The Surviving the Runway winners.

Here is a video capturing a few highlights of the event with the "designers" runway walk.

Friday, October 23, 2009

Group art making in the wee hours

On Wednesday Leslie and Jamie ran to Texas Art Supply and picked up some fun after hours art supplies, which included a two yard piece of primed canvas, various sponge and paint brushes and acrylic paints. After dinner we gathered in their room in our jammies and started painting. No theme, just put some color down and go, while we talked and laughed, giddy from long activity filled days, lack of sleep and enjoying seeing each other again after way too many months (or a year for some) apart.

Leslie Tucker Jenison

Jamie Fingal

Rachel Perris and Frances Holiday Alford

Saturday I brought all my leftover paint from my classes, hoping to lighten my load. The canvas has progressed since I took this photo, we still have to decide what to do next. I am sure there will be more to come with this project...

Thursday, October 22, 2009

Painting Whole Cloth Fabric

Saturday I taught whole cloth painted fabric, I was surprised to find I had 30 students instead of 25. Thirty is a really large number of students for this kind of class, I felt like I was at a bit of a disadvantage here, trying to give everybody individual attention and needing to do double technique demos since the class had to be broken up into two groups so everyone would be able to see. I think next time I will need to make sure it is limited to 25, so there can be more time dedicated to demos.

This woman did not manage to paint 2 beautiful paintings in 6 hours, her daughter had to run out early to get back to her university studies. I had two mother daughter teams in class, the other pair are the last two photos in this grouping with the bird paintings.

I missed getting everyone's picture (in both my classes) since some people seem to fly out the door early trying to get to other scheduled events. I did see one of my students down at Make it University lined up for Surviving the Runway by the time I got down there after class. Who could blame her for that!

We are a sophisticated group

Rachel Perris, Leslie Jenison, Jamie Fingal, Melly Testa and Frances Alford.

I think Jamie is calling on the forces of the great spoon Goddess.

Iris Karp of Mistyfuse struggled to make a spoon stay on her nose, but after repeated attempts she finally had success, which we decided must have been attributed to her use of Mistyfuse.

Susie Monday also achieved spoon success.

Nina's nose is so small she couldn't get a spoon to stick, but she had great success with a fork!

Kathy York and Rachel

Leslie, Melly and me

Rachel and Leslie

Dinner with friends has to be one of the highlights of festival.

Wednesday, October 21, 2009

Festival: where to begin...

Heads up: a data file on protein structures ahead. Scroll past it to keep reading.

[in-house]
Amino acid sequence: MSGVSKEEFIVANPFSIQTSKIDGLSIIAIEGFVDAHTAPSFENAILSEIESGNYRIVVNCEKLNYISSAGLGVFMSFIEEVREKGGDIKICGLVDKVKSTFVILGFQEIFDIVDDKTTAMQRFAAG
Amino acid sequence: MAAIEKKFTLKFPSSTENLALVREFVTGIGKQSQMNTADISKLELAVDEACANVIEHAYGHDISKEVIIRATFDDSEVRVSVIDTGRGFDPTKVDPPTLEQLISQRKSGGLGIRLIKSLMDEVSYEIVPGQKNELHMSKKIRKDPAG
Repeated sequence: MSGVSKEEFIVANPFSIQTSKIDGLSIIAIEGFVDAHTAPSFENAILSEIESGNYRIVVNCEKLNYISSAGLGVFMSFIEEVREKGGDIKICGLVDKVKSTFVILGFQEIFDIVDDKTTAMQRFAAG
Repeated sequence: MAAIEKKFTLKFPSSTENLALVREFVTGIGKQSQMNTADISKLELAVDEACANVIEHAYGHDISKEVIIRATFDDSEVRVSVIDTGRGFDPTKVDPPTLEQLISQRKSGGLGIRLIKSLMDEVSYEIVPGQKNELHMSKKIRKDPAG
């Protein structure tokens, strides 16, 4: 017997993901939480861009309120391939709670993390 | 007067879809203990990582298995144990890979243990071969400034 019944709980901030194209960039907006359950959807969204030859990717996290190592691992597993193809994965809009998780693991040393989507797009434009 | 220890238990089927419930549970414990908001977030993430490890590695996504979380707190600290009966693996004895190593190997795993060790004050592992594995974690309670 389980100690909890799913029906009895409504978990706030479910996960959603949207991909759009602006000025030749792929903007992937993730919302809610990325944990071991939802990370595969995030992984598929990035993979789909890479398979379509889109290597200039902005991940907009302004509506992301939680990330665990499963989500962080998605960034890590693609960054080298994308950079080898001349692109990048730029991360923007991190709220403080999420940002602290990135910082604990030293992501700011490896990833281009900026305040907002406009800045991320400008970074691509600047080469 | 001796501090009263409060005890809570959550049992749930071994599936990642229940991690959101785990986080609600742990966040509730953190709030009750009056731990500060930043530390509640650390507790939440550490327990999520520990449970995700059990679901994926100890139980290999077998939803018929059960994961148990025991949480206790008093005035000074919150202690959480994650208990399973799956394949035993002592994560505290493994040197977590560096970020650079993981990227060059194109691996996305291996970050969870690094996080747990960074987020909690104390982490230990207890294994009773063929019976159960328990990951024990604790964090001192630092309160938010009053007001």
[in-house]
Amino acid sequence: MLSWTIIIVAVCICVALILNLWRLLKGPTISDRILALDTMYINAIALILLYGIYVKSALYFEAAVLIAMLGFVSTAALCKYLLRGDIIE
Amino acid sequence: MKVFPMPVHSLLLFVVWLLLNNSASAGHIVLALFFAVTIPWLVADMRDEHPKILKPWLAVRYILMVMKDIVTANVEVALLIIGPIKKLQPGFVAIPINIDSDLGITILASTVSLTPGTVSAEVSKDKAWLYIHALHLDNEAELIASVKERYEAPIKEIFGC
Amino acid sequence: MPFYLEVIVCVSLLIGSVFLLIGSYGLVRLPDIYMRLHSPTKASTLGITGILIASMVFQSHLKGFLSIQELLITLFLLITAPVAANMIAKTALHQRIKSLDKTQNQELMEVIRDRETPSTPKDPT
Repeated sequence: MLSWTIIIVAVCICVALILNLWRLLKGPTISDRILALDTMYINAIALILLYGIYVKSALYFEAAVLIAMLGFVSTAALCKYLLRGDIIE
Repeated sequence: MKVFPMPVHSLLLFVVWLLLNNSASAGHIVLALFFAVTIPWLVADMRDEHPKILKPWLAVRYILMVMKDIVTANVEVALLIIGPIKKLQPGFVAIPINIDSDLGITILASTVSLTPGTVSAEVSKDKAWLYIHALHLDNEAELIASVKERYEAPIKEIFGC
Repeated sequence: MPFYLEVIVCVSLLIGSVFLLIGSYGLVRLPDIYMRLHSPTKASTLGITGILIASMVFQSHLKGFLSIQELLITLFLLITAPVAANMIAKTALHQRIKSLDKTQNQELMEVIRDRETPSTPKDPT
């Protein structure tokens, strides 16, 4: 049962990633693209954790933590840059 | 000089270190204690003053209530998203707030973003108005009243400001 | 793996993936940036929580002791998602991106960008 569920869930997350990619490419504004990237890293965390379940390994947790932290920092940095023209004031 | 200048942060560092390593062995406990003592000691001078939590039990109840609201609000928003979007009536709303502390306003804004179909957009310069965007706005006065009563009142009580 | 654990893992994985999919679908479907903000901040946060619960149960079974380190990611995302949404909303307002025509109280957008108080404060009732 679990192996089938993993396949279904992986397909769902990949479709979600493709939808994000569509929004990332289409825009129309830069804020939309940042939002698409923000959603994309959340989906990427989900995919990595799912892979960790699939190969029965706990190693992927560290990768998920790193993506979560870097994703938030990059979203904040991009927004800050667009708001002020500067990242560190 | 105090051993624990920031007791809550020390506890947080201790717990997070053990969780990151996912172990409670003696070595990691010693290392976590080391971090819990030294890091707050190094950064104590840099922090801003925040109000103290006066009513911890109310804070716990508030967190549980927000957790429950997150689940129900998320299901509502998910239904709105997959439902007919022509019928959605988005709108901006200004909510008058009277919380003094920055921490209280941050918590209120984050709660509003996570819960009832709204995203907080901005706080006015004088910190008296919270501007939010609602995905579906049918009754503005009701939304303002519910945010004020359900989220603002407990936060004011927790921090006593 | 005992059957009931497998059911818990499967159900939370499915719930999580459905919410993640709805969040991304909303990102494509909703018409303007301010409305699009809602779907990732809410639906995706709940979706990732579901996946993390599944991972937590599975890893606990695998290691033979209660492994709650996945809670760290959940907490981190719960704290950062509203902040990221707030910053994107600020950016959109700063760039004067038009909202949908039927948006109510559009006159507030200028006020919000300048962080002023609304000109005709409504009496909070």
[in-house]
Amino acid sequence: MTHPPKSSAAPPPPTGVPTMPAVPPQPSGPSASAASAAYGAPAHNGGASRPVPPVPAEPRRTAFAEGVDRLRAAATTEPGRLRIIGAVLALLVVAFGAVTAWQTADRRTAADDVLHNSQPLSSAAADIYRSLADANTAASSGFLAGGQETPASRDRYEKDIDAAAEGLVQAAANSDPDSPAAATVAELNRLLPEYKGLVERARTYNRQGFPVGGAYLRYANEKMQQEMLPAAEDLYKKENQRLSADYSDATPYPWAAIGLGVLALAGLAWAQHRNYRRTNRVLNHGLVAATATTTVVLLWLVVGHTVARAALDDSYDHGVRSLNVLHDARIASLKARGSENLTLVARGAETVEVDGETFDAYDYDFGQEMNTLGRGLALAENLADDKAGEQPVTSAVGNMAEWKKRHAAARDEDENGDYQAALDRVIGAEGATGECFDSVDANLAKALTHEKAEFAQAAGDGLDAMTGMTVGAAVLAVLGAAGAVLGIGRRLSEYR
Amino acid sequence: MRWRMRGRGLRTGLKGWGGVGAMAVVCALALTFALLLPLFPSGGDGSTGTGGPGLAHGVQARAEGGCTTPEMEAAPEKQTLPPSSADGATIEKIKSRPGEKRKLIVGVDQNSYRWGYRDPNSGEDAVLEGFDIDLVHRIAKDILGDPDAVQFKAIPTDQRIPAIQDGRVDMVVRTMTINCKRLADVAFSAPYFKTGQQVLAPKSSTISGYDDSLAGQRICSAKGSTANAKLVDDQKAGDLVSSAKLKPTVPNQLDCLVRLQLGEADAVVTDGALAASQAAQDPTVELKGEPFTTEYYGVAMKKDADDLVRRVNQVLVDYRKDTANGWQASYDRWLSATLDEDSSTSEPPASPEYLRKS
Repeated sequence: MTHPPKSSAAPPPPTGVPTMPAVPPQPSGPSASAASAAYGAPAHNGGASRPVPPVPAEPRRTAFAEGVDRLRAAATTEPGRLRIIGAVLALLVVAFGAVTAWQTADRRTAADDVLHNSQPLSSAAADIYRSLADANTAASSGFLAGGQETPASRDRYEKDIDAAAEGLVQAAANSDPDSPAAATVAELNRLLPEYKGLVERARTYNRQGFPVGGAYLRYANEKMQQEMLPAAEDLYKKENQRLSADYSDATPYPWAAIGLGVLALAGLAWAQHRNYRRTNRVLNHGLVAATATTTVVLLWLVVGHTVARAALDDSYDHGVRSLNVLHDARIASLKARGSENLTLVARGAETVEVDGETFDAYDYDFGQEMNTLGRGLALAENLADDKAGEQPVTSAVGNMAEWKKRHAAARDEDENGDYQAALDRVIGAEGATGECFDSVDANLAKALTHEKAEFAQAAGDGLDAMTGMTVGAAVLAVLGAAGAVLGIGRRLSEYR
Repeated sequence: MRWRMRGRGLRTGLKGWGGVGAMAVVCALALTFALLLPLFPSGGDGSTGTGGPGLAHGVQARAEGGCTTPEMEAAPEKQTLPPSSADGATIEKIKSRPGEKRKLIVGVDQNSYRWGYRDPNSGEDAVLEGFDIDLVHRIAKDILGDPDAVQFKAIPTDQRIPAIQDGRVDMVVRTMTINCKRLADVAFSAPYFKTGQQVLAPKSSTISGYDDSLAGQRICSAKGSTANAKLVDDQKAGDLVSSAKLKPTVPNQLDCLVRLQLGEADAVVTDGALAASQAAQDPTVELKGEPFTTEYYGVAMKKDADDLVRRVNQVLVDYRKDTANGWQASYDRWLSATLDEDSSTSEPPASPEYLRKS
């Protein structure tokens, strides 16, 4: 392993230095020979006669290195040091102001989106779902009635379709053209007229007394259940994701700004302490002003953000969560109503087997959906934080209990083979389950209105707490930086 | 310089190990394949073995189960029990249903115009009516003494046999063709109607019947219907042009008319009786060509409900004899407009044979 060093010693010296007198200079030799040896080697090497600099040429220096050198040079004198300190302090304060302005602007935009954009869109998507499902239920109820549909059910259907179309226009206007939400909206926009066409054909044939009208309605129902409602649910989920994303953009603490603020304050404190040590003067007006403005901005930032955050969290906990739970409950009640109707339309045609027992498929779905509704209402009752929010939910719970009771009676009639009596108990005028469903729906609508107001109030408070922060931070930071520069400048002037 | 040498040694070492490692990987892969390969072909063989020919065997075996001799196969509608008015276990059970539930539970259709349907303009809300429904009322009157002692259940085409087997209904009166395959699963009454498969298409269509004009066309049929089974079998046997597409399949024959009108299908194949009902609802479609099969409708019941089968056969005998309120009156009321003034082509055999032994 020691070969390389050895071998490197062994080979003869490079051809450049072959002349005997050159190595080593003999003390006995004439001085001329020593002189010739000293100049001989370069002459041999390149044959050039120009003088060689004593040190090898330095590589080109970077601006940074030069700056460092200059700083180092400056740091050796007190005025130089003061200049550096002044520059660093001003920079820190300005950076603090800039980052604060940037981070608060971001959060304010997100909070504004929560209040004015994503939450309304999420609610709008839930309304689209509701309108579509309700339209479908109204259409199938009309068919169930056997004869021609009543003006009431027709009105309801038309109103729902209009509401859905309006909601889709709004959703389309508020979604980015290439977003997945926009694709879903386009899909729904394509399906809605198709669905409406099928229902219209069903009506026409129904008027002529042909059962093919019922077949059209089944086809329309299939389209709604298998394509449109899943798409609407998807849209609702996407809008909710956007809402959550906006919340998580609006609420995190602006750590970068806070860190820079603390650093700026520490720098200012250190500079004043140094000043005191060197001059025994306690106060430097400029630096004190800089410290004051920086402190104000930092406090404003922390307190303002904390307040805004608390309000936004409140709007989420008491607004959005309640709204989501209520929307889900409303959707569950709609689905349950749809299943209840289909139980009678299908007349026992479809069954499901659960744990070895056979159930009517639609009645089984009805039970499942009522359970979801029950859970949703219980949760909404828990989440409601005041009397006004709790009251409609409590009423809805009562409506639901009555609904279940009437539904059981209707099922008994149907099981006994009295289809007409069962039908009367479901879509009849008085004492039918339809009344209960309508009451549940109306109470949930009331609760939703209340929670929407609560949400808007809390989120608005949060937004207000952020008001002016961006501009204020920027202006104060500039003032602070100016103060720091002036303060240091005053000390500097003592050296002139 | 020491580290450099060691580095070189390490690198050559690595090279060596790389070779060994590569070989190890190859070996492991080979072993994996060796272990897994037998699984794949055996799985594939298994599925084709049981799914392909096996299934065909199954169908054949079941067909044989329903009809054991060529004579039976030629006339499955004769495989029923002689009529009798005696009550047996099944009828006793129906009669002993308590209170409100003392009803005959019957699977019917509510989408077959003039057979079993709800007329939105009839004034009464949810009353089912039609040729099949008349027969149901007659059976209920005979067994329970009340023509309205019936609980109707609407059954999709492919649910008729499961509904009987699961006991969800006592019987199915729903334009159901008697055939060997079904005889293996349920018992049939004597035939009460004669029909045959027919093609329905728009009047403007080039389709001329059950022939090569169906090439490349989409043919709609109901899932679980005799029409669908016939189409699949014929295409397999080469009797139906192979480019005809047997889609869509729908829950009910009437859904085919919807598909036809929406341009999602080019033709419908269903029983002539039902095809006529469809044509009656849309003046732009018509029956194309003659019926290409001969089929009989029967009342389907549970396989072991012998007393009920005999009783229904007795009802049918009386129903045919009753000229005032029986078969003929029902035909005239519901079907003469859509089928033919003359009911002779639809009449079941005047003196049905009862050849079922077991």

It has taken me a couple days to catch up with life enough to start writing a blog post about our adventures in Houston. I have been to Festival every year for the last 13 years, this trip was a lot of fun but way more exhausting than any trip I have ever taken. Teaching at International Quilt Festival entailed so much planning, packing, shipping, focus and talking... since I was also teaching a workshop for Make It University and doing two sessions of Open Studios in addition to my two 6 hour classes.

I started Open Studios early on Wednesday night since MIU was short someone to start the night, so I spent 3 1/2 hours demonstrating embossing copper, meeting people and talking about various techniques. Here's a look at my table.

I think I always have too much stuff at Open Studios because I never know what people want to see the most, so I tend to bring a lot of smaller art work, especially things people may have seen in the magazines so they can see the work up close.

The little canvas and copper cover books really seemed to appeal to people, I think I will have to add that to my regular workshop offerings, it will need to be a two day workshop though.

Working across from me was my good friend Leslie Tucker Jenison from San Antonio.

Following Leslie was Alma de Melena Cox who creates beautiful and bright mixed media collages with fabric paint and wood.

Thursday morning I taught Mixed Media Painted Fabric, luckily I had thrown in a few extra kits because I had 3 additional students in class for a total of 28.

This is a class that has concepts very different from a lot of ways we are used working, like painting objects by painting the background to create the imagery. Layering paper images and paints, seeing colors come through from underneath and adding layers of color on top of color. It pushes people outside their comfort zone and hopefully has them thinking and looking at things in a new way.

It was fun seeing a few familiar faces from my old Austin days!

It was great getting to meet Susan Bruebaker Knapp in person after getting to know each other by email last year. She was very ambitious and painted a huge piece of cloth.

It can be so hard getting people to stop working and put their pieces on the wall!

Such a fun class!

More festival pics to come...